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Posts by Robert Armitage

The Subversive Bernard Shaw

Our laws make law impossible; our liberties destroy all freedom; our property is organized robbery; our morality is an impudent hypocrisy; our wisdom is administered by inexperienced or malexperienced dupes; our power wielded by cowards or weaklings; and our honour  false in all its points.  I am an enemy of the existing order for good reasons...                              Preface to Major Barbara In my recent reading of Michael Holroyd’s biography,

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Travis McGee

I get this crazy feeling. Every once in a while I get it. I get the feeling that this is the last time in history when the offbeats like me will have a chance to live free in the nooks and crannies of the huge and rigid structure of an increasingly codified society. Fifty years from now I would be hunted down in the street. They would drill little holes in my skull and make me sensible and reliable and adjusted.   [The Quick Red Fox, 1964]

I remember a vacation I took with my parents during my early 

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In the Bleak Midwinter: 2010 Book List

(Click on winter scenes to enlarge) In the bleak midwinter, frosty wind made moan, Earth stood hard as iron, water like a stone; Snow had fallen, snow on snow, snow on snow, In the bleak midwinter, long ago. —Christina Rossetti As I write this, the temperature is about 60 degrees and winter would seem to be over—although I don’t want to jinx anything by being premature.

But it clearly was a bleak midwinter, not too long ago, and for weeks on end the apt words of the Christina 

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Other Places, Other Times: Claire Messud, Wilkie Collins, Sally Gunning

The best fiction provides its own social and cultural context.  Plots unfold and characters engage one another against a background more alive than would be possible even in the most detailed nonfiction study of a particular era.  This is the level akin to time travel, where we can step into the sights, sounds, moods, and attitudes of the past and measure that past against our own fleeting present moments.  Fact is one thing, experience another.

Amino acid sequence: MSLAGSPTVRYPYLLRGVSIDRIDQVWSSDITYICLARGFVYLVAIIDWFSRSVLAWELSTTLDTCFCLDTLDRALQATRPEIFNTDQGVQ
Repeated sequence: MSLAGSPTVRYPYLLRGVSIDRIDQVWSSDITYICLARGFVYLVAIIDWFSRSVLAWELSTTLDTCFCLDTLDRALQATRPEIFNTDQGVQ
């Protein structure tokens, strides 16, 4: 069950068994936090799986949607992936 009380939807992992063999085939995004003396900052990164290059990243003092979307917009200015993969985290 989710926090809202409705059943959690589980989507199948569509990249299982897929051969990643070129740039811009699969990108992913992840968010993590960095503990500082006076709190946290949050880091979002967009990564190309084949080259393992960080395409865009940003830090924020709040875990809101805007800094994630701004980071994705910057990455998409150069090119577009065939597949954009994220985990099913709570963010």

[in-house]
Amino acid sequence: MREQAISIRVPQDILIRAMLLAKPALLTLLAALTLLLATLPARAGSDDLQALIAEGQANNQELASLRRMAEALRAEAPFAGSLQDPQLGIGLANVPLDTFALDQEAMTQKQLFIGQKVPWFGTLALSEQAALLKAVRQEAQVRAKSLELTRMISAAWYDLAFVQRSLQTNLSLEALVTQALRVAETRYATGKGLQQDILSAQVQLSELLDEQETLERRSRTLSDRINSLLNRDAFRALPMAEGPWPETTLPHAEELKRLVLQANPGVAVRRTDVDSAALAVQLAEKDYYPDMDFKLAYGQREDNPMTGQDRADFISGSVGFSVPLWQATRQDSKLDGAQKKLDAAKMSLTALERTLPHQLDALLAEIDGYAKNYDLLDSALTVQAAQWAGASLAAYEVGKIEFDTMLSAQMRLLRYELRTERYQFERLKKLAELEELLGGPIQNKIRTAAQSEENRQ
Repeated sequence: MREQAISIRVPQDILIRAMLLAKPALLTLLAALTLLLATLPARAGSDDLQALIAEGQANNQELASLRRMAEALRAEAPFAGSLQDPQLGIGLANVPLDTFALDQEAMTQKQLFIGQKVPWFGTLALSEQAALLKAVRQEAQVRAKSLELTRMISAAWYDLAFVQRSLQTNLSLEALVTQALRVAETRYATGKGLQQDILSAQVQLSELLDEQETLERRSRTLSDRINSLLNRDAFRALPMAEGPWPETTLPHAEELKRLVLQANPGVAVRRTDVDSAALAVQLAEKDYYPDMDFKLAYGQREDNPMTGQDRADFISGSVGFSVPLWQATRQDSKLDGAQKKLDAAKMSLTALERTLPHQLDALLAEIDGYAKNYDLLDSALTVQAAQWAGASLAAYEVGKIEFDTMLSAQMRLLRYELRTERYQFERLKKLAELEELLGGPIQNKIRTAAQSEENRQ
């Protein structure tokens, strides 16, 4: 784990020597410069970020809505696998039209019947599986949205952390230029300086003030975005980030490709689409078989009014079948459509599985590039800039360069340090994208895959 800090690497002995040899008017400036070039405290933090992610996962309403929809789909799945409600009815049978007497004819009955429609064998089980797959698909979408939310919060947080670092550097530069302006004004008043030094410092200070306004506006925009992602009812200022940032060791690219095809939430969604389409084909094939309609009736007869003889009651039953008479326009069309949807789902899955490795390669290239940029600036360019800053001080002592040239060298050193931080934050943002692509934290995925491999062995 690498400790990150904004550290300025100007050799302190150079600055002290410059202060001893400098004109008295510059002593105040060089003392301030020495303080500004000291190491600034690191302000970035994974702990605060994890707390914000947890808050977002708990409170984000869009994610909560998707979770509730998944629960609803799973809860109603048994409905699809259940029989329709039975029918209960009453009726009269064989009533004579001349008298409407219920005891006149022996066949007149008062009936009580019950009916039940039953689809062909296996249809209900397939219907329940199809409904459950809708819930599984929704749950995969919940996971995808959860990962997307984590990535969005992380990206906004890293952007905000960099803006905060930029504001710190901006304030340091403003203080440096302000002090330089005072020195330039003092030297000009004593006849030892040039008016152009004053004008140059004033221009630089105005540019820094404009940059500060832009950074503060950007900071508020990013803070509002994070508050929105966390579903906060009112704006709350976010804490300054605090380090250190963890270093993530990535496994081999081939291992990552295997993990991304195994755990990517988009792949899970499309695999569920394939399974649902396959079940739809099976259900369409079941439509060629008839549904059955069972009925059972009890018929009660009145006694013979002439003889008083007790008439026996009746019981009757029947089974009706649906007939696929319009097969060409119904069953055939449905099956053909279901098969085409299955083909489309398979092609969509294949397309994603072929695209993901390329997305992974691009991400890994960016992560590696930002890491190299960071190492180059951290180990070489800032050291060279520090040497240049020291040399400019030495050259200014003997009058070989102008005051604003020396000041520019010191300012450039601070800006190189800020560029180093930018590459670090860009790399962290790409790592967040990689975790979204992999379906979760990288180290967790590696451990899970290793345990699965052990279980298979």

Most fiction, of course, is grounded in period and setting; but I have recently read three unrelated novels 

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Raymond Chandler as Literature?

"She's a grifter, shamus. I'm a grifter. We're all grifters. So we sell each other out for a nickel." —Raymond Chandler, The Big Sleep

Do you remember the tropical storm of October 1?  Winds howling, sky boiling like a pot of dirty oatmeal, rain sluicing down?  What a good day it would have been to huddle at home in slippers and robe, brew a pot of tea, and curl up with a mystery novel.  And yet, on that nasty afternoon, a number of ardent mystery fans donned their rain gear and ventured out into the maelstrom to attend the first presentation of 

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Words or Music, Part 3: Romeo and Juliet and The Age of Aquarius

On a recent Sunday afternoon, I saw the Broadway production of Hair, in one of the last performances before that show’s closing.  The following Wednesday evening, I went to a local movie theatre to catch the Metropolitan Opera’s encore HD presentation of Gounod’s Roméo et Juliette.  Ever since then, both events have become intertwined in my brain, one reflecting the other like a series of tiny mirrors.

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"You're gonna need a bigger boat." A Movie Quiz

For over two years now, as a blogger for the New York Public Library, I’ve written about books: as entertainment, as the foundations of personal identity, as reflections of the past, as physical artifacts, even as dust-collectors in an overcrowded apartment.   Today, however, I would like to celebrate another aspect of the library’s universe: its circulating DVD collection, which any avid cinephile would have to regard as one of the city’s great free resources.